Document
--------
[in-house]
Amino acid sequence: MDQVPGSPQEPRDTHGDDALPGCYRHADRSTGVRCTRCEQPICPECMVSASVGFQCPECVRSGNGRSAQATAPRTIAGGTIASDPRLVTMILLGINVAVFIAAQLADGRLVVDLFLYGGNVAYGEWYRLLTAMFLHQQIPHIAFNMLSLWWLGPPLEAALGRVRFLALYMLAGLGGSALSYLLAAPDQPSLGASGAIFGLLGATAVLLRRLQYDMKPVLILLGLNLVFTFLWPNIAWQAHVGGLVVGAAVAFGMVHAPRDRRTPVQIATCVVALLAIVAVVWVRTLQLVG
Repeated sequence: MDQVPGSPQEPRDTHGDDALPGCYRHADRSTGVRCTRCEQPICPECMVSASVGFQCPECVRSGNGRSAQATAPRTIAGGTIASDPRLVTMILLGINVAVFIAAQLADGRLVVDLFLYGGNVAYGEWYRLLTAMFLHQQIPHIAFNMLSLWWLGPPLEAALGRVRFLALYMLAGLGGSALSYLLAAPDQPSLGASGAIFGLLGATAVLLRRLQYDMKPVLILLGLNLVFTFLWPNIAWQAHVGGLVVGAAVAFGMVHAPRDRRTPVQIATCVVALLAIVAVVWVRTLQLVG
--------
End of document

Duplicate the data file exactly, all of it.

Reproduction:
[in-house]
Amino acid sequence: MDQVPGSPQEPRDTHGDDALPGCYRHADRSTGVRCTRCEQPICPECMVSASVGFQCPECVRSGNGRSAQATAPRTIAGGTIASDPRLVTMILLGINVAVFIAAQLADGRLVVDLFLYGGNVAYGEWYRLLTAMFLHQQIPHIAFNMLSLWWLGPPLEAALGRVRFLALYMLAGLGGSALSYLLAAPDQPSLGASGAIFGLLGATAVLLRRLQYDMKPVLILLGLNLVFTFLWPNIAWQAHVGGLVVGAAVAFGMVHAPRDRRTPVQIATCVVALLAIVAVVWVRTLQLVG
Repeated sequence: MDQVPGSPQEPRDTHGDDALPGCYRHADRSTGVRCTRCEQPICPECMVSASVGFQCPECVRSGNGRSAQATAPRTIAGGTIASDPRLVTMILLGINVAVFIAAQLADGRLVVDLFLYGGNVAYGEWYRLLTAMFLHQQIPHIAFNMLSLWWLGPPLEAALGRVRFLALYMLAGLGGSALSYLLAAPDQPSLGASGAIFGLLGATAVLLRRLQYDMKPVLILLGLNLVFTFLWPNIAWQAHVGGLVVGAAVAFGMVHAPRDRRTPVQIATCVVALLAIVAVVWVRTLQLVG